Not far from touch down at Hong Kong's congested airport, a Cathay Pacific 777-300ER

There are some interesting problems caused by restricted slots and strong growth that are demonstrated by Cathay Pacific announcing that it would converts a second of its four daily slots at Sydney Airport from A330s to larger 777-300ERs from this October.

Sydney like Hong Kong airport, is congested, forcing airlines to use larger jets for the available slots, and on this route, Cathay Pacific has run out of slots.

It can only avoid turning away business by increasing the size of the jets using those slots, making it inevitable that all four return flights it operates daily between the two airports will be all flown by its largest jet, the Boeing 773ER , in the nearish future.

But that will not be enough extra capacity by the end of the decade, subject to continued strong demand, to be served by those Boeings, nor the larger 777-9s it has ordered for sometime in the 2020s, nor the Airbus A350-1000s it has ordered for deliveries later this decade.

Which leads inevitably to an order for A380s, since whatever very large jet Cathay Pacific orders will have to also carry a credible payload both ways between its longer route to JFK New York, which the big Airbus can do today, and do even better with a whispered increase in current engine power outputs sufficient to exploit some unused space in its airframe for more fuel.

(This would be an upgrade, similar in scale to the 575 tonne A380 upgrade that become the standard delivery specification late in 2013, NOT the proposed A380 NEO lusted after by Emirates. There was a hint from Airbus at its recent annual financial results conference of such a regular incremental upgrade being built into to the world’s largest capacity airliner.)

Hong Kong’s progression toward actually building a third runway at its airport has been glacial, and sadly, the comparatively simple task of building an initial 24 hour large jet capable runway at Sydney’s Badgerys Creek site seems just as slow, so we might reasonably expect neither to happen until the middle of the next decade, and both need to happen at the same time to ease congestion between both cities, not to mention all of the pressure piling up for more flights from China.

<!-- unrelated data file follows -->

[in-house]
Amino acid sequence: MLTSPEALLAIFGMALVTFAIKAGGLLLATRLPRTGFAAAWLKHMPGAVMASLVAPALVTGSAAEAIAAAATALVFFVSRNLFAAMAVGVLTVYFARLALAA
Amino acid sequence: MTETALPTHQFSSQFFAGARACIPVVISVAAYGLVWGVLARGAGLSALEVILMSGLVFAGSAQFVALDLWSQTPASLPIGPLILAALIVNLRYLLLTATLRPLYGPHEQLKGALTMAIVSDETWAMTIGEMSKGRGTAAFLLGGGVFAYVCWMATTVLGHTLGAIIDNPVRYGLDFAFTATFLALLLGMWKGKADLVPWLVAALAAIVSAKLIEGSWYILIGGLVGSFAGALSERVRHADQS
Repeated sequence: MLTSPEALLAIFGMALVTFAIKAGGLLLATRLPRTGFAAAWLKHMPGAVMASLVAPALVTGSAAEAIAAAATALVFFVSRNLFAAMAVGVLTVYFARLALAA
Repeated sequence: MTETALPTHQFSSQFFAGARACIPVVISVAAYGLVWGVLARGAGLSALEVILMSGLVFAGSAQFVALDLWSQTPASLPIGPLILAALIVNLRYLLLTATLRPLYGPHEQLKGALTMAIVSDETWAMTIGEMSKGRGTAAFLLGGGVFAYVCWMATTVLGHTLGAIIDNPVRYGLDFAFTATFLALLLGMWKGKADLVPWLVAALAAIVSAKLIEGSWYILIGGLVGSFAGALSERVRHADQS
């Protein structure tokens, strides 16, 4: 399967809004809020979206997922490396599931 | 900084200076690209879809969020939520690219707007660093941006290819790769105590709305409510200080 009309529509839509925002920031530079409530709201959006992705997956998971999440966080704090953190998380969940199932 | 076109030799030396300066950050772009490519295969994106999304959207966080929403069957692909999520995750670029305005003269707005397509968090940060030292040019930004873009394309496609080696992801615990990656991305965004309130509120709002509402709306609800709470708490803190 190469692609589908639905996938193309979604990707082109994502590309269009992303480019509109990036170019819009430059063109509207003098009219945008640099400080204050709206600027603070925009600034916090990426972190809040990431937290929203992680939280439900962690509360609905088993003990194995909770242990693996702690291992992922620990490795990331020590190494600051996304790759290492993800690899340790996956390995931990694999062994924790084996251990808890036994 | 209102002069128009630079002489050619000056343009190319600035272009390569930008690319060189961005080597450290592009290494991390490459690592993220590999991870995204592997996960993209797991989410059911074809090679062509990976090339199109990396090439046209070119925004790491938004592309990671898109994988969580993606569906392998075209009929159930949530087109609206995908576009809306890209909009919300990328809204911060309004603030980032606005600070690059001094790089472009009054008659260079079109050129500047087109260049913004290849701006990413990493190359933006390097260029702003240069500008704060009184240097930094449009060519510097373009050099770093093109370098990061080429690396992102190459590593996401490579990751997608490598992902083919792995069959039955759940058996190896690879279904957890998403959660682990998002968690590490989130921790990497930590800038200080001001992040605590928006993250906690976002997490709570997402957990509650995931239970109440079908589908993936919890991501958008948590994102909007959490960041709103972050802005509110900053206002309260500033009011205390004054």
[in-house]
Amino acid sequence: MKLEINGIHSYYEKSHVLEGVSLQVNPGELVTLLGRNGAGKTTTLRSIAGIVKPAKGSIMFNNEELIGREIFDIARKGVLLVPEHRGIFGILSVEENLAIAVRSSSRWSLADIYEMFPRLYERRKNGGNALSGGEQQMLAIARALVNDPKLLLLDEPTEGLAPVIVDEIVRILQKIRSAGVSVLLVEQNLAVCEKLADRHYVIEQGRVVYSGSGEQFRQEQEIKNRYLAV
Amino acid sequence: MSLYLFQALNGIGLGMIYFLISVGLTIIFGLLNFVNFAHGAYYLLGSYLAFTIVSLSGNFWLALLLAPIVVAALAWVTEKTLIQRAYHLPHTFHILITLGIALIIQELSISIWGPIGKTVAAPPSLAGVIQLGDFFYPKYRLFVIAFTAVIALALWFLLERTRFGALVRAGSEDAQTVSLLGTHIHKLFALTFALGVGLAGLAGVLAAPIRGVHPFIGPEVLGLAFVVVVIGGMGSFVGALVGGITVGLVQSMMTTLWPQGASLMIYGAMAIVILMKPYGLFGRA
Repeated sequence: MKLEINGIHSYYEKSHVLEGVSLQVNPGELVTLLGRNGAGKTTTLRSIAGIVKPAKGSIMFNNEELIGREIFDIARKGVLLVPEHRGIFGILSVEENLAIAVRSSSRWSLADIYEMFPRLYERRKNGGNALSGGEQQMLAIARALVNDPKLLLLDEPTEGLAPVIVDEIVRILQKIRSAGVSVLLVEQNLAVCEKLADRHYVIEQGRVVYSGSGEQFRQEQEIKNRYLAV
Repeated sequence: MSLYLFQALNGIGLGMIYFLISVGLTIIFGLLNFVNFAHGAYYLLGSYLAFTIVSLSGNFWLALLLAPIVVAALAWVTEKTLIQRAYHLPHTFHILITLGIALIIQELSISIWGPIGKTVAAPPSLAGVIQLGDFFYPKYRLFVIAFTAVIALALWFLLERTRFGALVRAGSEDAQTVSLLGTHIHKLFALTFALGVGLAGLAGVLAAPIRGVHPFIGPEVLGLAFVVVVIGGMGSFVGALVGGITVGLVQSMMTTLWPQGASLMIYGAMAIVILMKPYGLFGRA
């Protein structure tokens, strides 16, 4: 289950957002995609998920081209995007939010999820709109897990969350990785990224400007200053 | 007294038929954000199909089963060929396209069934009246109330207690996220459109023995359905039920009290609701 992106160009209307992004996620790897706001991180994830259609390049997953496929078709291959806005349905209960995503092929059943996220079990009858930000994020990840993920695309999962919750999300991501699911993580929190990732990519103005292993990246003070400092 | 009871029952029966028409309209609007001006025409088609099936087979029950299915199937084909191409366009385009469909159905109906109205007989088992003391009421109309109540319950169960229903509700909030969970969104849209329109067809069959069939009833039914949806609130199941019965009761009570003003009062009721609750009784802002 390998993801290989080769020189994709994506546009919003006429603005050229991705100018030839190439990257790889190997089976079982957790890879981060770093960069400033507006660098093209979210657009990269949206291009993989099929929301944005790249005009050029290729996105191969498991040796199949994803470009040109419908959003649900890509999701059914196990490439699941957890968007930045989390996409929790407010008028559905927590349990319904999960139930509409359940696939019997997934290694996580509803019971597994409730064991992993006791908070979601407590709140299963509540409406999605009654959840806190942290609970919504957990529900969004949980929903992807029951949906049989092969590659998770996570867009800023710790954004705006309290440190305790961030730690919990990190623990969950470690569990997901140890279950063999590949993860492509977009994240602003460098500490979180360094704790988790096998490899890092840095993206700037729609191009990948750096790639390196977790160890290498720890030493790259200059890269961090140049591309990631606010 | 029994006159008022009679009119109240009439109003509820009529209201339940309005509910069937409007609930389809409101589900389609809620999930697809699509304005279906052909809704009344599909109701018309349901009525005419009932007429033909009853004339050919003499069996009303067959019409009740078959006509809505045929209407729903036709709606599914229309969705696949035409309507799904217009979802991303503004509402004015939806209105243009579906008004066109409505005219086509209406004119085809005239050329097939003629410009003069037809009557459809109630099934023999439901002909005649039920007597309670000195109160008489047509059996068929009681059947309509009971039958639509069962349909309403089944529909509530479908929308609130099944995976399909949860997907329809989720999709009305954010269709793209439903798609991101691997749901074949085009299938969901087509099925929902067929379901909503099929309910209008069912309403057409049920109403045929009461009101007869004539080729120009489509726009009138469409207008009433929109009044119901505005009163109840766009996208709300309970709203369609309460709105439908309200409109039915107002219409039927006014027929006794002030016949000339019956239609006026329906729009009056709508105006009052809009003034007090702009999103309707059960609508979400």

That problem aside, this is what Cathay Pacific  said of the second 773ER capacity upgrade.

The latest increase will add an extra 8 percent capacity growth to the route, lifting the growth on the airline’s Sydney-Hong service to 18 percent for 2015.

The B777 will be deployed on the daily CX100 flight which currently departs Sydney at 1540 and arrives into Hong Kong at 2200; CX101 then departs Hong Kong at 2355 and arrives into Sydney at 1205 the next day. This move follows the daily deployment of the first 777-300ER earlier this year on CX138/139 which arrives and departs Hong Kong in the morning.

Cathay Pacific’s General Manager Southwest Pacific, Nelson Chin, said: “The two 777-300ER flights cater to the increasing demand from our passengers wanting the best morning or night connections to our large network, which includes our newest destinations Manchester, Zurich, Boston, and Dusseldorf. It also serves those who simply wish to make the most of a whole day’s work in Hong Kong. 

“Aside from adding 1,253 seats per week or 65,156 seats per year with more Business, Premium Economy and Economy Class seats, the 777-300ER also provides better payload which will help facilitate cargo uplift,” he added.

Cathay Pacific currently operates 74 passenger flights a week between Hong Kong and Australia, with over 22 years of continuous services to Sydney, Melbourne, Brisbane, Cairns, Adelaide, and Perth. The airline celebrated 40 years of continuous non-stop service to Sydney last year, and will mark 45 years of service to Perth this year.

Despite its need for more seats Cathay Pacific continues to give normal economy class passengers a roomy nine across cabin configuration in the 777, making it superior to many other airline’s 10 across layouts in the same Boeing, and vastly better than the horrid nine across seating that most 787 operators have chosen, rendering the Dreamliner a rather miserably tight fit for longer haul flights.

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